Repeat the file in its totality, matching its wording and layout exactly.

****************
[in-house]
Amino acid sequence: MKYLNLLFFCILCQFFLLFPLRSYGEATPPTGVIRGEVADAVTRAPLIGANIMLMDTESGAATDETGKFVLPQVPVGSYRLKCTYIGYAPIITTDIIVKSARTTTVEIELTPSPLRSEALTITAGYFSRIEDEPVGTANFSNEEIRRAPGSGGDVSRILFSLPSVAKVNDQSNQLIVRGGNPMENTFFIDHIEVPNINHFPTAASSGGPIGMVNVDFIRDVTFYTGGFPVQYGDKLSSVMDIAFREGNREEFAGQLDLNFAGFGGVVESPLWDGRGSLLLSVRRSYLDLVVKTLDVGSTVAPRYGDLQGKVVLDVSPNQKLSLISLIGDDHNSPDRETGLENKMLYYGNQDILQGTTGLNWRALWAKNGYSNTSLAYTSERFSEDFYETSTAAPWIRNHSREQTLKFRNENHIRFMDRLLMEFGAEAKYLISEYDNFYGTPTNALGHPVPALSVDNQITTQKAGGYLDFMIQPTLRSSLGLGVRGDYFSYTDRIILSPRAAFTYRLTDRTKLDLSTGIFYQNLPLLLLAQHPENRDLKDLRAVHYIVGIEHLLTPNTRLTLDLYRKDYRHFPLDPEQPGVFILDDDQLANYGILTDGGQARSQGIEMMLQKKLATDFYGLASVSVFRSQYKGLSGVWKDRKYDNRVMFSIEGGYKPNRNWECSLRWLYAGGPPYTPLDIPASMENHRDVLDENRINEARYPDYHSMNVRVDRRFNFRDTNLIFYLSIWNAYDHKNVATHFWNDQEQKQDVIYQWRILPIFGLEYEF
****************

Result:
[in-house]
Amino acid sequence: MKYLNLLFFCILCQFFLLFPLRSYGEATPPTGVIRGEVADAVTRAPLIGANIMLMDTESGAATDETGKFVLPQVPVGSYRLKCTYIGYAPIITTDIIVKSARTTTVEIELTPSPLRSEALTITAGYFSRIEDEPVGTANFSNEEIRRAPGSGGDVSRILFSLPSVAKVNDQSNQLIVRGGNPMENTFFIDHIEVPNINHFPTAASSGGPIGMVNVDFIRDVTFYTGGFPVQYGDKLSSVMDIAFREGNREEFAGQLDLNFAGFGGVVESPLWDGRGSLLLSVRRSYLDLVVKTLDVGSTVAPRYGDLQGKVVLDVSPNQKLSLISLIGDDHNSPDRETGLENKMLYYGNQDILQGTTGLNWRALWAKNGYSNTSLAYTSERFSEDFYETSTAAPWIRNHSREQTLKFRNENHIRFMDRLLMEFGAEAKYLISEYDNFYGTPTNALGHPVPALSVDNQITTQKAGGYLDFMIQPTLRSSLGLGVRGDYFSYTDRIILSPRAAFTYRLTDRTKLDLSTGIFYQNLPLLLLAQHPENRDLKDLRAVHYIVGIEHLLTPNTRLTLDLYRKDYRHFPLDPEQPGVFILDDDQLANYGILTDGGQARSQGIEMMLQKKLATDFYGLASVSVFRSQYKGLSGVWKDRKYDNRVMFSIEGGYKPNRNWECSLRWLYAGGPPYTPLDIPASMENHRDVLDENRINEARYPDYHSMNVRVDRRFNFRDTNLIFYLSIWNAYDHKNVATHFWNDQEQKQDVIYQWRILPIFGLEYEF